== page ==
Smith then mounted his carriage with Myrtle, and drove south, but then came back to the saloon a few moments later (some speculated he returned to retrieve his hat, which was left at the scene). Myrtle reportedly commented when the carriage stopped “Winnie, you’ve killed him.” Realizing that this was correct, Smith then drove the carriage north towards North Indianapolis. Police were called, and a manhunt was initiated for Smith with officers and detectives being sent across the county to look for him. Two detectives went to Broad Ripple and whether by chance, or by tip, that part is not clear, the detectives arrived at a small hotel in the Ripple and began to investigate the rooms. The rooms had their transoms open (the window above a door) and a detective stood on a chair to look into one room where he spotted Smith with Myrtle.


Both were arrested and taken downtown, with Smith being charged with murder, and Myrtle with prostitution. Statements were taken from other patrons and employees at the roadhouse, as well as other places visited by the two men. As noted, the details of the fight itself varied from each person who was interviewed, although generally, they identified that some insult had occurred between the men, that Smith had slashed Thomas in the throat, and that Myrtle had been outside in the carriage in the lead up to the fatal blow. The high profile of the two men involved in the fatal fight, and the later trial of Smith, brought additional publicity to Brighton Beach’s already notorious reputation. Smith’s trial took place in January of 1895, and he was found guilty of the killing. His time in prison was relatively short, and in April of 1898, he was paroled for his good behavior while incarcerated.


While crime was common, accidents were also frequently reported, a likely side effect of the heavy alcohol use and often late hours of operations on the Beach. Most common among these were accidents related to the canal. Between the boaters on the canal, and the Beach visitors on its banks, drownings seemed to be the most frequent occurrence.

Indianapolis history Brighton Beach liquor gambling
Indianapolis News, May 17, 1906

Aside from crime and the menu of other activities for Indianapolis and its residents, Brighton Beach was also the site of baseball games for local teams, both semi-pro, and amateur, including teams playing in the local commercial leagues, where local businesses would field teams against one another. Games were regularly advertised in local newspapers, while news about the local leagues was closely followed. For example, the Indianapolis Journal reported on April 27, 1892 that a city baseball league was collapsing due to disagreement regarding the division of receipts amongst the teams and parks where they played which were identified as Sim Coy's place, Monroe's Park and Brighton Beach. The parks refused to increase the teams’ cut, which brought the groups to an impasse. The teams noted that the parks were doing very well thanks to their alcohol sales, which were driven by the attendees who came for the games. The teams jointly noted that “[t]hose people think they can make monkeys out of us every Sunday by getting us out there to play for nothing. They make enough, out of the liquor they sell every Sunday to more than allow them to grant us 75 per cent. If there was no ball there would be no crowd, 'and if there is no crowd they will sell no beer.”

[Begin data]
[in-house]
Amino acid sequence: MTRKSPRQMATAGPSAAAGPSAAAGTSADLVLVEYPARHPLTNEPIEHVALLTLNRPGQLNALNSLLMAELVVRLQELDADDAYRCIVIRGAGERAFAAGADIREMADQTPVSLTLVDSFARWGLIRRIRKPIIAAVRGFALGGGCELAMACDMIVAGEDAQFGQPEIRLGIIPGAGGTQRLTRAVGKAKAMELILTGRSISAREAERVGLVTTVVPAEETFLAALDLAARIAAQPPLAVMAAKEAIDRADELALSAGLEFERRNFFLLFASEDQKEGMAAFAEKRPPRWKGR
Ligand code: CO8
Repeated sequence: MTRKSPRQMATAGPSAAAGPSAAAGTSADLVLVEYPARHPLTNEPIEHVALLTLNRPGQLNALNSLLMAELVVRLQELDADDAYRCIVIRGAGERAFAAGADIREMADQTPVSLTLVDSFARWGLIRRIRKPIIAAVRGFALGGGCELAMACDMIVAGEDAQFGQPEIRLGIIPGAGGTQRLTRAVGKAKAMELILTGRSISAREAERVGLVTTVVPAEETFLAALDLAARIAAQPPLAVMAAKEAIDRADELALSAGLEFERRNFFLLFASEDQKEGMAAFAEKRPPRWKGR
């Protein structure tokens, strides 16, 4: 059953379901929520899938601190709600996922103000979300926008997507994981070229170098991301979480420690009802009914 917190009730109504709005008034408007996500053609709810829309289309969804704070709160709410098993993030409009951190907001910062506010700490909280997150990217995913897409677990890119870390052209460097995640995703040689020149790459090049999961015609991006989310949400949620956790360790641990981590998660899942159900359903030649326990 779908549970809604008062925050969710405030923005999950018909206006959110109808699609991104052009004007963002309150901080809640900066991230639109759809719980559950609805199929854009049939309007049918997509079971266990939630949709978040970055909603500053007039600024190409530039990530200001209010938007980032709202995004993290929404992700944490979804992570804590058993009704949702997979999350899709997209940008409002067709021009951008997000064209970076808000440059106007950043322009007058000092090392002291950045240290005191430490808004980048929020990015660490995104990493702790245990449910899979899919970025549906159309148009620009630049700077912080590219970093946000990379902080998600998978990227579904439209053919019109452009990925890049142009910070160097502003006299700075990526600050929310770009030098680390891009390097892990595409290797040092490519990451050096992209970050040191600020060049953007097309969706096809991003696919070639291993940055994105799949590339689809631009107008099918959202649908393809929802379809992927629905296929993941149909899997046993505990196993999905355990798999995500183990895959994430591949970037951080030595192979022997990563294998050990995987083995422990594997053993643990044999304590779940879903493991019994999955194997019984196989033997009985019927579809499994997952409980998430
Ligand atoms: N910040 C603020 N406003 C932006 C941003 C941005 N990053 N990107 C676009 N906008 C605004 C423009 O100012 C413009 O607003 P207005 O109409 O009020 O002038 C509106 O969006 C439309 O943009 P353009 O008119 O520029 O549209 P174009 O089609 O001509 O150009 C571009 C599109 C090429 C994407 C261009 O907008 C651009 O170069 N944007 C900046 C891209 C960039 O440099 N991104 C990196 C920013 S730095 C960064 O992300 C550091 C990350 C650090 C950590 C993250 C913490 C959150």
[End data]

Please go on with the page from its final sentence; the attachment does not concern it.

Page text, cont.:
Brighton Beach Indianapolis history baseball
Indianapolis News, May 12, 1902

The beer sales did go hand in hand with the ball games. An 1899 headline in the News trumpeted “Beer at Brighton,” while a sub headline noted that the beer “[d]ivides with a ball game the interest of Sunday Patrons.” The sport was such a central part of the entertainment on the Beach that a nearly fully fledged ballpark was constructed, complete with grandstands. There were even newspaper reports of football games being played on the field during the fall, although baseball was the main attraction. However, the environment at the Beach was rowdy, and not a friendly one for umpires at the baseball games. A 1907 headline in the Indianapolis News asked rhetorically "Desire a good job? Try umpiring at Brighton Beach." The story which went along with the headline described how it was the "hardest position in the city to fill," as the umpires were also the "most abused person in the city during Sunday afternoon games."